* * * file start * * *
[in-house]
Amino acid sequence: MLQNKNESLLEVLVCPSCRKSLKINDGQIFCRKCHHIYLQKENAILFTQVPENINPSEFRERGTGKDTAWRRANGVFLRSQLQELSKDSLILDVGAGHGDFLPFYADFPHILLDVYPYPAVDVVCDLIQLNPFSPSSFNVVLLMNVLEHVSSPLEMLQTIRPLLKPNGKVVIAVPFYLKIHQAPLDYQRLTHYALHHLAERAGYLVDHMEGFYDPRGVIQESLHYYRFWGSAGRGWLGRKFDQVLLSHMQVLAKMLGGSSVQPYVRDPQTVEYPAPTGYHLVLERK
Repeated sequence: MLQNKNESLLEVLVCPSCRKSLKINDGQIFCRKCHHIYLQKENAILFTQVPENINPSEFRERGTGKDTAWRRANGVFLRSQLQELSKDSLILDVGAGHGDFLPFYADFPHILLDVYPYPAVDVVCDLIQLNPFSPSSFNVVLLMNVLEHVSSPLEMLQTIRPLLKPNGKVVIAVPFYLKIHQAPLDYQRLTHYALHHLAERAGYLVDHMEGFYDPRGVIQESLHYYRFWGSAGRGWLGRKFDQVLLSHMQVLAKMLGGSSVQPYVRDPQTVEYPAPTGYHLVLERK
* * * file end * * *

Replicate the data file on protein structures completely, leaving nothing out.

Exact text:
[in-house]
Amino acid sequence: MLQNKNESLLEVLVCPSCRKSLKINDGQIFCRKCHHIYLQKENAILFTQVPENINPSEFRERGTGKDTAWRRANGVFLRSQLQELSKDSLILDVGAGHGDFLPFYADFPHILLDVYPYPAVDVVCDLIQLNPFSPSSFNVVLLMNVLEHVSSPLEMLQTIRPLLKPNGKVVIAVPFYLKIHQAPLDYQRLTHYALHHLAERAGYLVDHMEGFYDPRGVIQESLHYYRFWGSAGRGWLGRKFDQVLLSHMQVLAKMLGGSSVQPYVRDPQTVEYPAPTGYHLVLERK
Repeated sequence: MLQNKNESLLEVLVCPSCRKSLKINDGQIFCRKCHHIYLQKENAILFTQVPENINPSEFRERGTGKDTAWRRANGVFLRSQLQELSKDSLILDVGAGHGDFLPFYADFPHILLDVYPYPAVDVVCDLIQLNPFSPSSFNVVLLMNVLEHVSSPLEMLQTIRPLLKPNGKVVIAVPFYLKIHQAPLDYQRLTHYALHHLAERAGYLVDHMEGFYDPRGVIQESLHYYRFWGSAGRGWLGRKFDQVLLSHMQVLAKMLGGSSVQPYVRDPQTVEYPAPTGYHLVLERK